Muslims everywhere—young and old, weak and strong, materially well-off or not—observe fasting in the month of Ramadan, striving for greater discipline, deeper faith, and increased compassion and generosity. Charitableness is not supposed to be confined to the month of Ramadan, however, as caring and sharing should be part of a Muslim’s personality and they should exemplify this throughout the year, in all aspects of daily living. As the Qur’an declares: “You cannot attain to righteousness unless you spend out of what you love” (Al-Quran, 3:92). Prophet Muhammad (peace be upon him) has said: “It’s better to give than to receive.” Through fasting, Muslims learn how to practice self-discipline, delay gratification, and sacrifice for the sake of Allah (swt) and the good He enjoins. During Ramadan, Muslims are reminded to be kind, considerate, and compassionate toward fellow human beings.
Caring and sharing should be part of a Muslim’s personality and they should exemplify this throughout the year, in all aspects
of daily living
One may ask why the Islamic teachings so strongly emphasize giving. We might even ask why one should care about others. In fact, helping people in need is an innate inclination of the human conscience. As such, charity has been a defining characteristic of all revealed religions; and Islam, like other faiths, distinctly links the trait of piety, a pivotal goal of religiosity, with the compassion and call to action of charitableness. It is extremely important for us to realize that the misfortunes that befall people in this world are due to a myriad of reasons: government policies, economic exploitation, corruption, poverty, famine, drought, disease and illness, personal irresponsibility, and so on. Human life is unpredictable and ever vulnerable and nobody is immune from adversity. Even when someone faces an unfortunate situation due to his or her own mistakes, that doesn’t mean the person should be ignored or disregarded without sympathy. We must extend our benevolence and helping hand toward any suffering individual.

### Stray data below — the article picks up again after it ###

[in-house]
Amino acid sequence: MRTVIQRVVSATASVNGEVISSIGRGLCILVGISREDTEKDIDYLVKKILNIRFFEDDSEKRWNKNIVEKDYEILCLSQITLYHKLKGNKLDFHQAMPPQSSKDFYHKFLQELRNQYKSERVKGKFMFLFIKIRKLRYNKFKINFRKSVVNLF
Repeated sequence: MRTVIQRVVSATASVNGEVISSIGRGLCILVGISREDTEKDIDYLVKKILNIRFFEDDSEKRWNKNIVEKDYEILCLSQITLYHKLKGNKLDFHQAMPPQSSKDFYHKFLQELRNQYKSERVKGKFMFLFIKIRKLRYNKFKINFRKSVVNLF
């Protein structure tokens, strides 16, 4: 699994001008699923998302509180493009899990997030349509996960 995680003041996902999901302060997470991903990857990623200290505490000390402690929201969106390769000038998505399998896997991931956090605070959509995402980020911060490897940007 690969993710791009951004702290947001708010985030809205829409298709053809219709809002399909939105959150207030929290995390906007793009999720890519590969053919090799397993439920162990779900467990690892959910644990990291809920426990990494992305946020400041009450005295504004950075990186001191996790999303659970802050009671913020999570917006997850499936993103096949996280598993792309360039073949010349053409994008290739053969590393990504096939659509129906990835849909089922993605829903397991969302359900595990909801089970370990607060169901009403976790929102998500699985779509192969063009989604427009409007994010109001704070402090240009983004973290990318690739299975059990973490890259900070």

Many verses in the Quran underscore the profound merit of charity: “Those who spend their wealth by night and day, in secret and in public, shall have their reward with their Lord. On them shall be no fear nor shall they grieve [in the hereafter]” (Al-Quran, 2:274). “And be steadfast in your prayer and pay charity; whatever good you send forth for your future, you shall find it with Allah, for Allah is well aware of what you do” (Al-Quran, 2:110). “The likeness of those who spend their wealth for Allah’s sake, is as the likeness of a grain [of corn], it grows seven ears, every single ear has a hundred grains, and Allah multiplies [increases the reward] for whom He wills, and Allah is All-Sufficient for His creatures’ needs, All-Knower” (Al-Quran, 2: 261). “Whoever works righteousness, whether a male or a female, while he [or she] is a true believer, verily to him We will give a good life [in this world], and We shall pay them certainly a reward in proportion to the best of what they used to do” (Al-Quran, 16: 97).
Showing mercy to those in straitened financial circumstances and granting them a respite until they have enough to repay their debt, or forgoing the amount in view of a borrower’s hardship, is such an extremely praiseworthy act that Allah (swt) has specifically mentioned this in the Quran: “If the debtor is in a difficulty, grant him time till it is easy for him to repay. But if you remit it by way of charity, that is best for you if you only knew” (Al-Quran, 2:280).
Since Allah (swt) has praised those who make a constant allocation in their wealth for the poor and has promised them multiplied rewards for their charity, we should be happily doing this and encourage others to do so. Allah (swt) further tells us in the Quran: “Who is he that will loan to Allah a beautiful loan which Allah will double unto his credit and multiply it many times?” (Al-Quran, 2: 245). These verses put extra emphasis on the importance of this issue and show that it is foundational in the development and realization of faith, a part of which is to acknowledge the needs of our brothers and sisters in faith as well as all of humanity.
We know that when the Prophet Muhammad (peace be upon him) first received Divine Revelation, he was in a state of bewilderment. He returned home and asked his wife to cover him up in a blanket or bed-covering and explained what had happened to him. Her response was quick and profoundly reassuring: “Allah will never disgrace you. You unite family relations, you bear the burden of the weak, you help the poor and the needy, you entertain the guests and endure hardships in the path of truthfulness.” We should note that Khadijah’s (may Allah be pleased with her) description of her blessed husband revolved around his altruism, compassion, and generosity toward others. According to an authentic hadith, Abu Hurayrah (may Allah be pleased with him) has narrated that Prophet Muhammad (pbuh) said, “The one who removes the suffering of a believer from the sufferings of this world, Allah will relieve him from his suffering on the Day of Resurrection. And the one who paves the way for someone who is insolvent, Allah will make things easy for him in the Hereafter…..” (Muslim: 38/2699). This truly exemplifies what Islam teaches us about caring and sharing in our relations with others! May Allah (swt) enable us to understand and practice these golden teachings of Islam.